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Mnps Nats Crossing Techniques (fmc)

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Mnps Nats Crossing Techniques (fmc)

Old 25th Dec 2008, 18:35
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Mnps Nats Crossing Techniques (fmc)

Can somebody tell me if any airline operating B777 across the Atlantic selects true tracks on the FMC and Track Sel on the MCP,and if so what are the reasons for that as this procedure is not mentioned in the B777 manuals.
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Old 25th Dec 2008, 20:09
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Because we did it like that in 1978?

Personally, I think we should fly true tracks all the time, none of this heading rubbish (magnetic, especially) now we all have GPS.

That aside, we have the ITTs and distances on our plogs, which are not subject to so much variation (ha!) as the magnetic info. We also have backup manuals containing this information and it is in true. I think producing all this paperwork keeps somebody in a job, which is probably the real reason why we do it...
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Old 25th Dec 2008, 22:11
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thanx fullwings
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Old 27th Dec 2008, 05:01
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On our B744's we are track up ALL the time.
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Old 27th Dec 2008, 17:24
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Delta Air Lines flew True Track up until about five years ago. I understand that they run in Mag these days and for what reason, I do not know? Track or Heading up is an option for the B777 customer to determine when they order the airplane from Boeing. I assume it is a pin selectable option and thus can chnged at will along with a Boeing Engineering authorization. I'm sure someone will chime in here but I think BA uses the Heading up in lieu of Track up. I fly the B777 sim quite often and it always pays to check just what config is playing that day in the sim. Personnaly I think all long-range nav should be conducted in True, but I learned sometime back, that my opinion does not count for much these days.
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Old 27th Dec 2008, 17:29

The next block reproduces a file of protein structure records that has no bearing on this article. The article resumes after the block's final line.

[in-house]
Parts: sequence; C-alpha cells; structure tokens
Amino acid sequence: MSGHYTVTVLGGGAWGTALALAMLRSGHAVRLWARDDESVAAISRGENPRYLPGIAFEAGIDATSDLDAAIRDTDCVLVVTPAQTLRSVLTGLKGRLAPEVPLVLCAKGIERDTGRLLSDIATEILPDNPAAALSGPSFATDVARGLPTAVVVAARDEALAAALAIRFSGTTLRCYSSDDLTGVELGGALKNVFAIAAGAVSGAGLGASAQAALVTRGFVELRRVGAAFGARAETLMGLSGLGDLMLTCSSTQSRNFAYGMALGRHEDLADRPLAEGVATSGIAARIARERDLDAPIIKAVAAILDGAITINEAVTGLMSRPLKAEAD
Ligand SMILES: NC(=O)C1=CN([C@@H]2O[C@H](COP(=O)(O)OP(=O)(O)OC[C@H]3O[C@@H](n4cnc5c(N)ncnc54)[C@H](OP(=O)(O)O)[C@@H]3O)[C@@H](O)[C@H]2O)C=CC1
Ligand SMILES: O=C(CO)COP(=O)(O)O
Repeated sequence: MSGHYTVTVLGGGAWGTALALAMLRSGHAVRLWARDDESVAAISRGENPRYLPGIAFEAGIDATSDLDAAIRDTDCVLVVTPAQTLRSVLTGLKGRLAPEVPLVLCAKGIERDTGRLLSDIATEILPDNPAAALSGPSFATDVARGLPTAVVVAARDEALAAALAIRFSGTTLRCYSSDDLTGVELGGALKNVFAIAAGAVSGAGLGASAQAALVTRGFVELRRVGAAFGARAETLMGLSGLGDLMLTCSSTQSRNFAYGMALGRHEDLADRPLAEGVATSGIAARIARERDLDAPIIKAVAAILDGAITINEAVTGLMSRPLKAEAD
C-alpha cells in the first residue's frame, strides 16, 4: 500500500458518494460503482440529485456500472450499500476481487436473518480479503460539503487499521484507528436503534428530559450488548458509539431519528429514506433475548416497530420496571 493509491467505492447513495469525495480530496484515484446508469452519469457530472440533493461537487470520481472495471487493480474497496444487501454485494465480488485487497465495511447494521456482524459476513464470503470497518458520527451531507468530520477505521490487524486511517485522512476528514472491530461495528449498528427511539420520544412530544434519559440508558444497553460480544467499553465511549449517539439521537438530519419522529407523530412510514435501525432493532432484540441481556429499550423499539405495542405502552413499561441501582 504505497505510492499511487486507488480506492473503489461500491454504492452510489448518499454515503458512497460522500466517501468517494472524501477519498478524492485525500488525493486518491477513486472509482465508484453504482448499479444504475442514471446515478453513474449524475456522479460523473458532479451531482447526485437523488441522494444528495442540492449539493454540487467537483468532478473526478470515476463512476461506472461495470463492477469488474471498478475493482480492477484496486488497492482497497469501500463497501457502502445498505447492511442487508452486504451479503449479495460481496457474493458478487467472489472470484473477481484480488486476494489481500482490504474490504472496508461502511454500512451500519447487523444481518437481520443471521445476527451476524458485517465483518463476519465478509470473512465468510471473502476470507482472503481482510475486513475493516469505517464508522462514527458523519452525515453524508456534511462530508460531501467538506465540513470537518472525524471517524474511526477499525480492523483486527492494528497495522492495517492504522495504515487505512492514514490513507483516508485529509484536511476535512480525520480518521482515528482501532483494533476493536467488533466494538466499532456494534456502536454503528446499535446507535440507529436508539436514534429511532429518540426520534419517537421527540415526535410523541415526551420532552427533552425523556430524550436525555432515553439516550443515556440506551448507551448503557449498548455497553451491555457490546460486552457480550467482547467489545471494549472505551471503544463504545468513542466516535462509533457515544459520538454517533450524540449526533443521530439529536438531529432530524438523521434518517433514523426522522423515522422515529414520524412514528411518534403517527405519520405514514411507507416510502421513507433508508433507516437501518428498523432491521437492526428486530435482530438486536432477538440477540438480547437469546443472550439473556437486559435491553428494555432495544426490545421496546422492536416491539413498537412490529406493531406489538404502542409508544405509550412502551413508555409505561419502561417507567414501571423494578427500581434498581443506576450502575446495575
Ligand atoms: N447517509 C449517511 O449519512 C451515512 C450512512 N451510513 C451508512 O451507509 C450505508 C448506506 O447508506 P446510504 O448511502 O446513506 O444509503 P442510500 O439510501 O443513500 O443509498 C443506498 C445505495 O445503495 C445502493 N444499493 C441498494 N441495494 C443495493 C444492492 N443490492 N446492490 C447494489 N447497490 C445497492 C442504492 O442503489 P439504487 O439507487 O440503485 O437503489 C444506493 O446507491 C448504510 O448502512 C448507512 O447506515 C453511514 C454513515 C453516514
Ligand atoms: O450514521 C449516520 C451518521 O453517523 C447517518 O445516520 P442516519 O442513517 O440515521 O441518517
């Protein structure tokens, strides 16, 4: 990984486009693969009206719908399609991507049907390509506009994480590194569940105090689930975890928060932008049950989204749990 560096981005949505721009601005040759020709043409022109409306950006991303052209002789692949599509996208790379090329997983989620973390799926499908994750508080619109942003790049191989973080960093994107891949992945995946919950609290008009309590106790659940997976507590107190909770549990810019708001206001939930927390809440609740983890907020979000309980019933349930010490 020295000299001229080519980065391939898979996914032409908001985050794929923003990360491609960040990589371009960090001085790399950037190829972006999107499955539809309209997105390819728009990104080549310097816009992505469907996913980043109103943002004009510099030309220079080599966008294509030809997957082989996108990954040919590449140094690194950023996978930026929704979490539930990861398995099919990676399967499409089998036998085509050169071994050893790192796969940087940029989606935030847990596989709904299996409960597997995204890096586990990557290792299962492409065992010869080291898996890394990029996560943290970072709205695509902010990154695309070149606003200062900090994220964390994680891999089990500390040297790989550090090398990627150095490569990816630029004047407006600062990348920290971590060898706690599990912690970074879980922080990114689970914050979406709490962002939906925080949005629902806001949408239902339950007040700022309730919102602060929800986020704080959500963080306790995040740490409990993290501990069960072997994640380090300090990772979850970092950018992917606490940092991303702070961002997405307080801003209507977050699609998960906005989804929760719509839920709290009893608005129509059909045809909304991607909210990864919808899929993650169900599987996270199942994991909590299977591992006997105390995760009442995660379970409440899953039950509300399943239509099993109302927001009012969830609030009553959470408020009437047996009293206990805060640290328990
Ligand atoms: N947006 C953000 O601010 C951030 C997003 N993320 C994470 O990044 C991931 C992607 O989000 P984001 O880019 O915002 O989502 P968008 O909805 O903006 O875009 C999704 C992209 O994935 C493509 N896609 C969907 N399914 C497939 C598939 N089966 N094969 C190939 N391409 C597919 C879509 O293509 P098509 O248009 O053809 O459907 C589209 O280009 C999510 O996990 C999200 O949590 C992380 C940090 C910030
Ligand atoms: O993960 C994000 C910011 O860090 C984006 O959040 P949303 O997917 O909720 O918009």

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Can someone please explain why it would make any difference in a 777?
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Old 27th Dec 2008, 20:13
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I'm not sure where your coming from with that question? Be it a 777, 767, 747 or any other Boeing product, it would be the same. I was thinking along the lines of how your paper flight plan was produced and the way the crew did it's waypoint passage procedures. If your flght plan is built using magnetic headings then the point becomes somewhat moot. If on the otherhand you are using true data it presents a more logical presentation on both the chart and the FMS. Keep in mind that the FMS/GPS is using one mag var data base, the flight plan computer uses another mag var data base and so on. By using true, you eliminate the small but none the less real differences along your route of flight. If on the other hand your one of those who just engaes LNAV and never cross checks the navigation process, all the above is meaningless.
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Old 27th Dec 2008, 21:44
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Well, I normally allow the LNAV to follow the route (lat and long) and check that my pos as plotted on a chart lies on that route. It matters not to me or my a/c whether it flies mag./true or grid, as long as it stays on the line, surely? I do not sit there working out variation every 10 mins. to make sure it is steering the correct mag heading +/- 5 degrees.

My 'route', both PLOG and FMC, is built on rhumb lines between waypoints, my PLOG shows true and mag tracks. The differences in variation data bases are pretty well irrelevant since the a/c will track the lat and long of the route regardless of variation, and even if it had NO variation db it would stay on track, wouldn't it?

Now, if I lose ALL my nav kit and have to DR across the area, apart from my being just a bit screwed, THAT is different and then variation becomes a significant factor.
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Old 28th Dec 2008, 12:00
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PLOG? What does that stand for if I may ask? Plotting chart perhaps
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Old 28th Dec 2008, 14:13
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Typically PLOG = Pilots LOG.

In BA on the 747-400 the display is heading up. I have flown track up as well, but personally believe that heading up is more intuitive wrt drift etc, it is after all what we all start up using.